Specific neurons could be the culprits behind the unwelcome feeling of motion sickness. New research has implications for how we could treat this travel inconvenience. Image credit: Denys Argyriou via Unsplash
Motion sickness, or kinetosis, was first described by the Greek physician Hippocrates, who wrote, ‘sailing on the sea proves that motion disorders the body’. It is an unwelcome condition, turning travel into a nauseating ordeal for many. When the eyes perceive a stable environment, such as when reading in a car, but the vestibular system in the inner ear senses motion, the incongruity between the sensory inputs confuses the brain and gives rise to the symptoms of motion sickness, which include nausea, dizziness, and sweating. It is widely accepted that motion sickness arises from conflicts between visual and vestibular sensory inputs and the expected motion and body position information based on past memories. However, the exact neurological underpinnings of this sensation have not yet been fully understood.
A recent study published in Proceedings of the National Academy of Sciences (PNAS) by Albert Quintana and colleagues at the Autonomous University of Barcelona, Spain, claims to have identified the specific cells (neurons) within the brains of mice that cause the sensation of motion sickness. Groups of neurons called the vestibular nuclei (VN) are known to be critical for processing movement from the inner ear. Previous evidence has demonstrated that activating VN neurons through motion reproduced motion sickness-like alterations in rats and mice. These VN neurons were the focus of the recent study by Quintana and colleagues, particularly a subset of neurons that previously were shown to play a role in balance.
In the study, the researchers inhibited a specific group of neurons in the VN. This was done using a technique called chemogenetics, where a chemical molecule is targeted to a specific subpopulation of cells in order to alter cellular activity. It was found that targeted inhibition of these specific VN neurons, called VGLUT2-expressing neurons, prevented both decreased movement and suppressed appetite, which are symptoms seen in mice when motion sickness is induced by spinning the mice in a rotational device. Moreover, by activating these neurons using a technique called optogenetics, where specific groups of neurons can be switched on or off using light, symptoms of motion sickness (similar to those created from physically inducing motion sickness via spinning the mice) were induced. It seems, therefore, that VGLUT2-expressing neurons in the VN are crucial in the development of motion sickness symptoms.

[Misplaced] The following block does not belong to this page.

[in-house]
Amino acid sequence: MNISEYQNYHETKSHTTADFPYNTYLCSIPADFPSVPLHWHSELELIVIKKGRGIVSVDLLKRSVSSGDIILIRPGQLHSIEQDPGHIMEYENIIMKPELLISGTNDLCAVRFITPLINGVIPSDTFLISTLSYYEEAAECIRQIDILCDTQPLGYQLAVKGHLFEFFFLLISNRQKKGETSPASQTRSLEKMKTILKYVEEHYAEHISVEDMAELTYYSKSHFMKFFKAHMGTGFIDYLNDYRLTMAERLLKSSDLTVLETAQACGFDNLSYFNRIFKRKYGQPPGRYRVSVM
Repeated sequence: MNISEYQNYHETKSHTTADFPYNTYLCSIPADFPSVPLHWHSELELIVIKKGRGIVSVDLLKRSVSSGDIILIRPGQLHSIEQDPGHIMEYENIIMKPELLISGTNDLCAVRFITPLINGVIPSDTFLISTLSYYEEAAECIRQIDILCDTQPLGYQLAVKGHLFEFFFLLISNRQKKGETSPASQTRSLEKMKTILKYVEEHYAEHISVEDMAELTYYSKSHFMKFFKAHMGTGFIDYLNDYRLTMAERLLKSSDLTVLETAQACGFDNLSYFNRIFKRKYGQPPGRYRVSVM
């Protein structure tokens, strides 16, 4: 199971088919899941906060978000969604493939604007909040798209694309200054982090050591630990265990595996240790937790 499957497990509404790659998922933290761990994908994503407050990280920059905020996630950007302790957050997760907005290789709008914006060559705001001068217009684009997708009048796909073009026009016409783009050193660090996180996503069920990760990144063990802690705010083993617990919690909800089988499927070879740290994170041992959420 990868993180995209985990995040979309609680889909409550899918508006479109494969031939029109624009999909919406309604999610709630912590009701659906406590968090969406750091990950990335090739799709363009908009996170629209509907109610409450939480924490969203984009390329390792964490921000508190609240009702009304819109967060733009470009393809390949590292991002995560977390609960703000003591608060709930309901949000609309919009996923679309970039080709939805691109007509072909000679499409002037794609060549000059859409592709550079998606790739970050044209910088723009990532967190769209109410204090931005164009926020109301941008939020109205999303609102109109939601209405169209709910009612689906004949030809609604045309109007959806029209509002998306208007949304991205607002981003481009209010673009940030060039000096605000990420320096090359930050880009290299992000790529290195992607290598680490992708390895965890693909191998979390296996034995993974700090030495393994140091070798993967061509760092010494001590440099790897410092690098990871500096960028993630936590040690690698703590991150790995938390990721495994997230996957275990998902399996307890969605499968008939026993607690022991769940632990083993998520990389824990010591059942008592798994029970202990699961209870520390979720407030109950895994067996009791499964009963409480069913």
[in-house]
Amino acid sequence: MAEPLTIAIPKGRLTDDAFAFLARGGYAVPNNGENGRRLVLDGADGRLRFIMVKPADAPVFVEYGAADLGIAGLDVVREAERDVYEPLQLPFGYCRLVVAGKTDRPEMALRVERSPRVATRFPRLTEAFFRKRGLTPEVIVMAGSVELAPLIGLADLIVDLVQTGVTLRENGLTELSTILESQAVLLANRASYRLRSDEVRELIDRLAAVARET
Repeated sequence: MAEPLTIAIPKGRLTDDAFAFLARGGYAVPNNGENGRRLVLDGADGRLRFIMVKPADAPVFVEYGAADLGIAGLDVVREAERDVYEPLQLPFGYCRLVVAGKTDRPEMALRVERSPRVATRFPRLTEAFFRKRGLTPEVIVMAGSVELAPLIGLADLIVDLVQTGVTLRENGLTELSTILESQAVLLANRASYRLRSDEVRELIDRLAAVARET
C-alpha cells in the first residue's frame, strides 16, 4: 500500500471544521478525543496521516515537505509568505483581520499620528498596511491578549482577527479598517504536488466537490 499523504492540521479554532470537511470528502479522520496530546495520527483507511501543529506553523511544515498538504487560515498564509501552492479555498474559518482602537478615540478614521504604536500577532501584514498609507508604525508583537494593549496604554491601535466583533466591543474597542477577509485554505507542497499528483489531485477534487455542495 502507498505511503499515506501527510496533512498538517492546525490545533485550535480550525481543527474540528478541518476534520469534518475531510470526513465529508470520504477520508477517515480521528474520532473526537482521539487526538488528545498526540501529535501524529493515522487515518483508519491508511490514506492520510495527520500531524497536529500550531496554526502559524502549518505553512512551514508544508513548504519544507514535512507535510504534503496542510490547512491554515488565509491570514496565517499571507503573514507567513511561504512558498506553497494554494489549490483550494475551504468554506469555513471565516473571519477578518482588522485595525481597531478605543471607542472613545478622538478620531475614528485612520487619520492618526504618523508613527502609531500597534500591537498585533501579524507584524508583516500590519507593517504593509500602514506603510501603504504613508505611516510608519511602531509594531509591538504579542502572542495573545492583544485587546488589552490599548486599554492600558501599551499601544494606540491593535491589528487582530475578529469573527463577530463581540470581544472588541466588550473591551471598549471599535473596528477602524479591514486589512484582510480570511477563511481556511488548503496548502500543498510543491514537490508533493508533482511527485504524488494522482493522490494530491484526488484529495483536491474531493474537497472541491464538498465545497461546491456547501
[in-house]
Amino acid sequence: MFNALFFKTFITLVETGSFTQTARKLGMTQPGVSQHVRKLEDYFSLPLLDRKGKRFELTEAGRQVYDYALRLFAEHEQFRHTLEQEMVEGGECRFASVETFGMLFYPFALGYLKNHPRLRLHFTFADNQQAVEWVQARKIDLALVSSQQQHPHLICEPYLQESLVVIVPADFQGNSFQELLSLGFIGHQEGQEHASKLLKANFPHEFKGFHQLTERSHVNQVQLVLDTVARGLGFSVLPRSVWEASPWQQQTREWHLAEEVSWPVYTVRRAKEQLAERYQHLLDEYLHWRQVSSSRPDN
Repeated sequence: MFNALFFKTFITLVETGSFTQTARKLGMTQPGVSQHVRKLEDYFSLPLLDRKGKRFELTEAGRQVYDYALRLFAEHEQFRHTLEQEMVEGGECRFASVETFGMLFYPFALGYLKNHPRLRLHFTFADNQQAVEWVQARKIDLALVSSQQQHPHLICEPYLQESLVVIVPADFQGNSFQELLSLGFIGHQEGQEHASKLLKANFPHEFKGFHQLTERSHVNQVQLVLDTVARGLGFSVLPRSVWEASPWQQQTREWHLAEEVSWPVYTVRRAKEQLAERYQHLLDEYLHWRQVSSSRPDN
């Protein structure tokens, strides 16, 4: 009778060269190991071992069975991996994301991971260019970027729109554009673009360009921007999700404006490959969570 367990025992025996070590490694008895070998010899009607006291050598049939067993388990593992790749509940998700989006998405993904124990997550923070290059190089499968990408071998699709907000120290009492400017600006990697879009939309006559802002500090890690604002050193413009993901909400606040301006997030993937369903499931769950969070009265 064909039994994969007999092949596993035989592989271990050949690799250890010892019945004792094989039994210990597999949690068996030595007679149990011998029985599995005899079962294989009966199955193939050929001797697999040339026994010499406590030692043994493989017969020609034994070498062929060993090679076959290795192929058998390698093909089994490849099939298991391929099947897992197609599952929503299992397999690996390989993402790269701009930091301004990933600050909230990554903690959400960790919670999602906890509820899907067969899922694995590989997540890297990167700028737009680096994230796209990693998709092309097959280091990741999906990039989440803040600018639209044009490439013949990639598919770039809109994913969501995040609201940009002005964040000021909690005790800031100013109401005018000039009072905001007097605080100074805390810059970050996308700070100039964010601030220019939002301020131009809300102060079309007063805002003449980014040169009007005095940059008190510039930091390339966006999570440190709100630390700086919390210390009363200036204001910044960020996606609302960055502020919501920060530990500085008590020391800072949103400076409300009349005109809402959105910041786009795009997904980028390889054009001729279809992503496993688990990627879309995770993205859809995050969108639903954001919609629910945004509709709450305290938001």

It was found that targeted inhibition of these specific VN neurons, called VGLUT2-expressing neurons, prevented both decreased movement and suppressed appetite, which are symptoms seen in mice when motion sickness is induced by spinning the mice in a rotational device.
The researchers went on to identify the genetic identity of these motion sickness neurons. A subpopulation of neurons investigated were CCK neurons, which had previously been shown to be involved in nauseogenic responses. Activating these CCK neurons using optogenetics also led to a decrease in movement and appetite suppression—key motion sickness symptoms in mice. Also, as author of the study Elisenda Sanz explains, if a drug called devazepide, which blocks CCK signalling, is administered before the mice are spun around, motion sickness symptoms are prevented.
This research could have extremely important implications for treating motion sickness in humans. Although the symptoms are highly conserved across species, some scientists have questioned the validity of using movement and quantity of food eaten as proxy measurements for nausea and the use of rodents to study motion sickness more generally. This is because mice do not have a vomiting reflex, and there is some difficulty in clearly identifying nausea. Nevertheless, mice do reliably display certain behaviours characteristic of motion sickness and can offer a valuable tool for preclinical research into this condition.
This research could have extremely important implications for treating motion sickness in humans.
In most instances, motion sickness is currently managed by behavioural and environmental modifications (such as avoiding travelling). Drug treatments for motion sickness are used for the treatment of more severe cases and for patients who do not respond to more conservative measures. Such medications include anticholinergic agents and antihistamines, which are particularly helpful when given prophylactically (before the onset of motion sickness symptoms). These drugs are limited by their side effects, such as dry eyes and mouth, and drowsiness. As author of the study Albert Quintana concluded, ‘Common anti-motion sickness drugs target the histaminergic system, causing drowsiness. CCK-A receptor blocking drugs, which are already approved…as a treatment for gastric problems, are safe and do not have this unwanted effect, so they would be an excellent option to treat motion sickness’. Future research should further define the contribution of these CCK neurons to other types of dizziness, so that the approval of new drugs can be advanced.
In an age where travel is paramount, a treatment to motion sickness would be warmly welcomed.
In an age where travel is paramount, a treatment to motion sickness would be warmly welcomed. This study provides greater insight into the previously unknown neurobiological underpinnings and regulation of motion sickness. Future studies detailing the behavioural and physiological contribution of other types of neurons will provide a more complete profile of the neurobiology of motion sickness, and any medications developed as a result of this study could ultimately provide relief to many.